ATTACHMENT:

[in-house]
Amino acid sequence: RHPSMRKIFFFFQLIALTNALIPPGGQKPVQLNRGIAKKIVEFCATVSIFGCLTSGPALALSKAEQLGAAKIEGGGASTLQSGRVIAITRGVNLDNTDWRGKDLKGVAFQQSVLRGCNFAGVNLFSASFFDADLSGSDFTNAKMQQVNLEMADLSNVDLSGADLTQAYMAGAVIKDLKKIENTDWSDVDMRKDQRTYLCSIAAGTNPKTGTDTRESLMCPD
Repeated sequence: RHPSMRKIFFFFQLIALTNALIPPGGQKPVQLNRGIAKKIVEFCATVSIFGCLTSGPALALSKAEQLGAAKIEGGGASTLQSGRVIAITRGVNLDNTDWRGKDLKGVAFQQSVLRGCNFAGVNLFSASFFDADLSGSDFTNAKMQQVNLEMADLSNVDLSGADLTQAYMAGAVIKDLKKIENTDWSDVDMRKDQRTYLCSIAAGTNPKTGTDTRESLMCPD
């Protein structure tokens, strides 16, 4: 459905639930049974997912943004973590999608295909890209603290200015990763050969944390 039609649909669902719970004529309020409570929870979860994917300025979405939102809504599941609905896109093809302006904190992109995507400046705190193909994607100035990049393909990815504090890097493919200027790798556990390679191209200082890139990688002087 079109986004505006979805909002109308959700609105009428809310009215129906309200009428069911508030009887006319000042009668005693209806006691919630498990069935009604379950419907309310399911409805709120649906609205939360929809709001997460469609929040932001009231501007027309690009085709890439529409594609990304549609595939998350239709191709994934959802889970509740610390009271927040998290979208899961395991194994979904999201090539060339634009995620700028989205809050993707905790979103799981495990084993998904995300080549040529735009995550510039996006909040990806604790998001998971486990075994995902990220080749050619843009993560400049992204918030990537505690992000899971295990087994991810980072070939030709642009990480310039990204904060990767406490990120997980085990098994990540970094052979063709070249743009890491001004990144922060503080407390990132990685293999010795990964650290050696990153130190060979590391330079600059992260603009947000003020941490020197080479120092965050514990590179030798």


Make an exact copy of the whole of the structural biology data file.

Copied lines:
[in-house]
Amino acid sequence: RHPSMRKIFFFFQLIALTNALIPPGGQKPVQLNRGIAKKIVEFCATVSIFGCLTSGPALALSKAEQLGAAKIEGGGASTLQSGRVIAITRGVNLDNTDWRGKDLKGVAFQQSVLRGCNFAGVNLFSASFFDADLSGSDFTNAKMQQVNLEMADLSNVDLSGADLTQAYMAGAVIKDLKKIENTDWSDVDMRKDQRTYLCSIAAGTNPKTGTDTRESLMCPD
Repeated sequence: RHPSMRKIFFFFQLIALTNALIPPGGQKPVQLNRGIAKKIVEFCATVSIFGCLTSGPALALSKAEQLGAAKIEGGGASTLQSGRVIAITRGVNLDNTDWRGKDLKGVAFQQSVLRGCNFAGVNLFSASFFDADLSGSDFTNAKMQQVNLEMADLSNVDLSGADLTQAYMAGAVIKDLKKIENTDWSDVDMRKDQRTYLCSIAAGTNPKTGTDTRESLMCPD
């Protein structure tokens, strides 16, 4: 459905639930049974997912943004973590999608295909890209603290200015990763050969944390 039609649909669902719970004529309020409570929870979860994917300025979405939102809504599941609905896109093809302006904190992109995507400046705190193909994607100035990049393909990815504090890097493919200027790798556990390679191209200082890139990688002087 079109986004505006979805909002109308959700609105009428809310009215129906309200009428069911508030009887006319000042009668005693209806006691919630498990069935009604379950419907309310399911409805709120649906609205939360929809709001997460469609929040932001009231501007027309690009085709890439529409594609990304549609595939998350239709191709994934959802889970509740610390009271927040998290979208899961395991194994979904999201090539060339634009995620700028989205809050993707905790979103799981495990084993998904995300080549040529735009995550510039996006909040990806604790998001998971486990075994995902990220080749050619843009993560400049992204918030990537505690992000899971295990087994991810980072070939030709642009990480310039990204904060990767406490990120997980085990098994990540970094052979063709070249743009890491001004990144922060503080407390990132990685293999010795990964650290050696990153130190060979590391330079600059992260603009947000003020941490020197080479120092965050514990590179030798």